But that’s not to say that the movie is bad. I actually enjoyed it quite a bit. The performances were all quality, especially given some of the strange dialogue that the actors had to say sometimes (Not that the dialogue was bad, just all the fantastic names and elements put together in a sentence has to be awkward to say). My favorite character was even a computer generated one, Durotan, played by Toby Kebbell. He gave a great performance, portraying a character trying to make peace with an enemy in order to save his people. He was definitely the best part of the movie and I was always glued to the screen when he had scenes. It’s ironic, because the orcish scenes were, to me, consistently better than the human ones. Travis Fimmel did a fine job and Ben Foster wasn’t bad given the material, but none of it grabbed me. It’s possible that the green-screen felt unnatural with human actors while the orcs blended better, but really I think the orc story was just more compelling.

durotan.jpg

Durotan. Look at that pensive motherfucker.

The action in the film was also riveting. You really felt that the humans were punching above their weight, and when the orcs laid into some footmen, you could practically feel the bones break. They really made you understand that the humans were in dire straights and wonder how in the world they could turn it around and save themselves. Of course, once the heroes of the film get involved, the humans start doing better, but even then you still feel the heft of each hit from the orcs. It was exciting stuff.

I do have to say, though, and this is SPOILER-ish, that I saw the death of one character coming as soon as they were introduced. If you watch the film, you’ll know exactly what I’m talking. This character just screams “tragic death.” It was almost annoying how I immediately knew their fate. But I digress.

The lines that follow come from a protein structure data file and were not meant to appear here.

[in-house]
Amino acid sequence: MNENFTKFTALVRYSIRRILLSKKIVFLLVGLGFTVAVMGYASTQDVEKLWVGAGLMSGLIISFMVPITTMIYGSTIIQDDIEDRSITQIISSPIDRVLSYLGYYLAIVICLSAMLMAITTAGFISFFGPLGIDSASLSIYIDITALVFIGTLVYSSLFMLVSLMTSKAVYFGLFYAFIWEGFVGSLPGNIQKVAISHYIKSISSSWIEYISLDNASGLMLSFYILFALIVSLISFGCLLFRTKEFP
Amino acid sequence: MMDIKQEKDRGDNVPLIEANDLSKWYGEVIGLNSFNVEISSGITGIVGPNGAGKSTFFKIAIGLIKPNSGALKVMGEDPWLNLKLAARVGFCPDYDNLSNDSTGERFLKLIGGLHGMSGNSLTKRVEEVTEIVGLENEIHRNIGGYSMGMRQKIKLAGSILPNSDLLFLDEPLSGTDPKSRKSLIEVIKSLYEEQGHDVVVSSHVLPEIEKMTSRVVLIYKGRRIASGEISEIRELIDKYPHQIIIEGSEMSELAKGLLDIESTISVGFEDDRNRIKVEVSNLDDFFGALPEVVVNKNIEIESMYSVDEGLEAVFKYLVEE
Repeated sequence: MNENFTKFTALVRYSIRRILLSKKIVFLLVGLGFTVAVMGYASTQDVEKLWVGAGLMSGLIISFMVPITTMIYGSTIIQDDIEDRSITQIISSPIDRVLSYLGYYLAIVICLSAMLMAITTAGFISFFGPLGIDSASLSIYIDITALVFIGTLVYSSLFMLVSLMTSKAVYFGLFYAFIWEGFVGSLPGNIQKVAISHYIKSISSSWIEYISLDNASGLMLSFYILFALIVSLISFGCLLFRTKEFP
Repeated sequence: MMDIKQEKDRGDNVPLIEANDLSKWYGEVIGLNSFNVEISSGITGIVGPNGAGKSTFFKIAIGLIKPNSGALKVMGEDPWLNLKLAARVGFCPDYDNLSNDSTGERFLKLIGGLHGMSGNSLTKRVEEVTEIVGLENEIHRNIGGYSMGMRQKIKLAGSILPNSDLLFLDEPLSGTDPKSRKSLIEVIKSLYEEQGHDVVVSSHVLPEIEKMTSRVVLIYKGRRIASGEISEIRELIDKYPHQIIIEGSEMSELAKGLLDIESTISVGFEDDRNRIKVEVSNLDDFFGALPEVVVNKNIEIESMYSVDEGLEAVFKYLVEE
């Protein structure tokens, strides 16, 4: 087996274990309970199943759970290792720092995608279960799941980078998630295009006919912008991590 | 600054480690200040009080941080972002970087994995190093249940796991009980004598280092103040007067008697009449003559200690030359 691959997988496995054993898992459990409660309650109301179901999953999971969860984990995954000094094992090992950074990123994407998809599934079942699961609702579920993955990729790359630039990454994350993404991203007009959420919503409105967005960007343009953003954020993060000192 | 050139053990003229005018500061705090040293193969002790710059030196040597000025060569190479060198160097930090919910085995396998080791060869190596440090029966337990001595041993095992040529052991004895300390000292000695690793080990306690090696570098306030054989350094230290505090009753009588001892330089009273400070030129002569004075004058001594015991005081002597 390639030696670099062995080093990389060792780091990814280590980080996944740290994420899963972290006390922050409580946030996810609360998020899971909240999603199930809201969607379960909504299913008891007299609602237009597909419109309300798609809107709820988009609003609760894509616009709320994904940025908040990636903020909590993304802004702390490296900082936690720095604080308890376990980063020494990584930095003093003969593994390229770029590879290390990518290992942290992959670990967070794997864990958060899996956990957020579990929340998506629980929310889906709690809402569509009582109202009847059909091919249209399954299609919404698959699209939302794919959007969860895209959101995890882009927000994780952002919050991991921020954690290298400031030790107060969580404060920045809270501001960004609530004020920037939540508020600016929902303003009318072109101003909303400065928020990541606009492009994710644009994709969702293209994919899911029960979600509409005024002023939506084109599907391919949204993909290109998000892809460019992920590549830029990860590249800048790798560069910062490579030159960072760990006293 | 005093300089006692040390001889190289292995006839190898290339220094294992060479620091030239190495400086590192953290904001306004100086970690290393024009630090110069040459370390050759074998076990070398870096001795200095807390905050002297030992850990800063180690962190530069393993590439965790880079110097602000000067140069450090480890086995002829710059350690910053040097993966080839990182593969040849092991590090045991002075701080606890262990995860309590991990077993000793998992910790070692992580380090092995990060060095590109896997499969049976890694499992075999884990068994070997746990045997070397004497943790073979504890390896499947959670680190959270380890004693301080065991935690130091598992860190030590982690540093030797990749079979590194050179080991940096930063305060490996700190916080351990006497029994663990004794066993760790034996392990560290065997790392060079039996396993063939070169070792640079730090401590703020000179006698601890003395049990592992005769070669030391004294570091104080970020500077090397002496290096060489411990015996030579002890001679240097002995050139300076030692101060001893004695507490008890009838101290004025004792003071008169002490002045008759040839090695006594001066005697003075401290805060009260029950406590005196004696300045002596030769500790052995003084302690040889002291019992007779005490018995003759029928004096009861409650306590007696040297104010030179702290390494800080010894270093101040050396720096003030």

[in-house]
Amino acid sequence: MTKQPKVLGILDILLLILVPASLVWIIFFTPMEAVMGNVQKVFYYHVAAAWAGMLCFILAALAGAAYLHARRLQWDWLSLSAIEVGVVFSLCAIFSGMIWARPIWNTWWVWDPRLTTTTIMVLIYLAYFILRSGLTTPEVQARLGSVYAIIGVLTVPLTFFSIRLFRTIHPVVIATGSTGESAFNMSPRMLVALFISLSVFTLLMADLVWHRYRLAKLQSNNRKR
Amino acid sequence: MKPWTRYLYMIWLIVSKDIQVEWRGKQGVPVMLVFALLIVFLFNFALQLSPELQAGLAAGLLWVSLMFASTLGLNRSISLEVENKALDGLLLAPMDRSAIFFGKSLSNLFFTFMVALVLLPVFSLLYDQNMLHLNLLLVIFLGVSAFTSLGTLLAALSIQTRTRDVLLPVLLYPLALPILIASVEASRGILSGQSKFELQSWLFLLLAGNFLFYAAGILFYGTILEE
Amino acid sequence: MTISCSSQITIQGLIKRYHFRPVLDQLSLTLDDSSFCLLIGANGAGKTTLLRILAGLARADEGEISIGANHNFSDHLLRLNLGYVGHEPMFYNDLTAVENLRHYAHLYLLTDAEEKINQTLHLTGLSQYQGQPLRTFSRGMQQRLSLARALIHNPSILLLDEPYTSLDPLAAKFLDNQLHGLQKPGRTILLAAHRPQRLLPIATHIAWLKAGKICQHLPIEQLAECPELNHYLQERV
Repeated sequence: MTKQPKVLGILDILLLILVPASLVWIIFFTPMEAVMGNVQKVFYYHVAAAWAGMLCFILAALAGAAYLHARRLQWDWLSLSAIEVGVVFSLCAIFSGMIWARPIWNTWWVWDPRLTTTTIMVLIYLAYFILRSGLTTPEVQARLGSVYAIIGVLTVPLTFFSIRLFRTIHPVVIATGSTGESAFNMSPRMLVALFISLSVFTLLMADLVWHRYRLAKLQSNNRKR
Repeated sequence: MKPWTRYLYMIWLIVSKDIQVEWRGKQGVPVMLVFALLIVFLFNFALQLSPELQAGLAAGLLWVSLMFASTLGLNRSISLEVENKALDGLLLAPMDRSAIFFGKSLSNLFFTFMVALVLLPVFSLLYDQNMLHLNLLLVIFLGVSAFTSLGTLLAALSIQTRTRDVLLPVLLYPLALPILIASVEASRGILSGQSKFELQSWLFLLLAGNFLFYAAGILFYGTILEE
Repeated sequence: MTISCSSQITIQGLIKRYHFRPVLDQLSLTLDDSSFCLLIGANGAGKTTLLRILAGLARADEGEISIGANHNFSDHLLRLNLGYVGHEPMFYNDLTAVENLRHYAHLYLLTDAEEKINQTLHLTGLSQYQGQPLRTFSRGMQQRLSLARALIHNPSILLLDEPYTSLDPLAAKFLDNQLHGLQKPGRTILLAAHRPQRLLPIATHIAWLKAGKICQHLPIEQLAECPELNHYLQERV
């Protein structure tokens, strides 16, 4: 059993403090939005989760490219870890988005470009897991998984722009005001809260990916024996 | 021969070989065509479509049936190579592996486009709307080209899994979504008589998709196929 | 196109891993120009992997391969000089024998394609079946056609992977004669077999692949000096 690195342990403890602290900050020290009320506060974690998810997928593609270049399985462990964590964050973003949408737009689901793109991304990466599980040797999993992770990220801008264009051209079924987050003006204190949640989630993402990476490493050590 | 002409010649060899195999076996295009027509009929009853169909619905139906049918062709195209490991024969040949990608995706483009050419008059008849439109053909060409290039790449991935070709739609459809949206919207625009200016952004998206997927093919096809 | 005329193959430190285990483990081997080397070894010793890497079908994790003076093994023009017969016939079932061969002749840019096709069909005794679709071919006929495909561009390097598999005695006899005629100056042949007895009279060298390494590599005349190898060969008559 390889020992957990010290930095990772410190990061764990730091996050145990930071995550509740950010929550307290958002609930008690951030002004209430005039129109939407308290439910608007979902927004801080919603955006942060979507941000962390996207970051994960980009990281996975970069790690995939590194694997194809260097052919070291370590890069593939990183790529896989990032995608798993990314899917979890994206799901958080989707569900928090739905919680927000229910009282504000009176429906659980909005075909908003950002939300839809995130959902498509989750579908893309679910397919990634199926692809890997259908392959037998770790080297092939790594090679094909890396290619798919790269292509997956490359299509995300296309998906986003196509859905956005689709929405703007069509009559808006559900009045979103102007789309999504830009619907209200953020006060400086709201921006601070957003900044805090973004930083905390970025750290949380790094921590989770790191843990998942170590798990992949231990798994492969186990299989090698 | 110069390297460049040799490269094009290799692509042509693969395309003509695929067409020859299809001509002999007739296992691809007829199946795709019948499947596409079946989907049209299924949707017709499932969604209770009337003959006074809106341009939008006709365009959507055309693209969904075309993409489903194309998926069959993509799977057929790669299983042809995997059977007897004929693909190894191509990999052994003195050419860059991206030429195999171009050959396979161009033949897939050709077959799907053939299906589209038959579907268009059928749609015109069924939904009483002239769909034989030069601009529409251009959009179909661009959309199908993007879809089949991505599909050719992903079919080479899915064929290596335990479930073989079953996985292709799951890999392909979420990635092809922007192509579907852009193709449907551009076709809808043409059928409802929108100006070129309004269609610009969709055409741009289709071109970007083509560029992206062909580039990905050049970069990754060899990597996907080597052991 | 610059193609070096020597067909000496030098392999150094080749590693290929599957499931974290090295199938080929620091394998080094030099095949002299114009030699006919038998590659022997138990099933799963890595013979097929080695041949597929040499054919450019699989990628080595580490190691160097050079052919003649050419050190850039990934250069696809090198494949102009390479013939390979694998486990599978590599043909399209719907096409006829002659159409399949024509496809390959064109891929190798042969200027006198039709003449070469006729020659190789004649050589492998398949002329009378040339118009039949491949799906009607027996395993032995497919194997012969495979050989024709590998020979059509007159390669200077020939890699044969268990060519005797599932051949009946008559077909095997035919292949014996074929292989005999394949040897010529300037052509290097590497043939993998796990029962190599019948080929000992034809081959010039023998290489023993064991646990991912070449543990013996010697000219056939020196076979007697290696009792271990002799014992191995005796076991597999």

Garona

Picture unrelated. Or is it? You don’t know where I’m coming from now!

All in all, Warcraft was a fun action fantasy movie. You have to be prepared to be a little confused if you’re not a regular player of the games, but once you accept the world and get over things not being explained completely, it’s an enjoyable time. Who doesn’t like orcs and wizards and golems? I mean, probably a lot of people… But if you do like them or the idea of them, then this movie would be a good fit for you! Check it out!

Now, I wonder if pandas are going to show up in the sequel…

Panda

Yeah, it’s game canon. Will it be movie?

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2 thoughts on “Warcraft

  1. I knew very little of the lore or story going into it but it was surprisingly entertaining. The orcs story arc is far better than the humans. Hopefully if there is a sequel it can bring a tighter story with a bit more world building and exposition (just don’t over do it).

    Liked by 1 person

    • I do hope they get a sequel, because I know that there’s a ton of source material that they can mine and get good stories from. And yeah, while this movie suffered from too little world-building and exposition, they’ve got to be careful and find a middle ground in the sequel. As I said in the review, I think just having an audience surrogate would allow it to happen in a natural way as we’re introduced to things.

      Like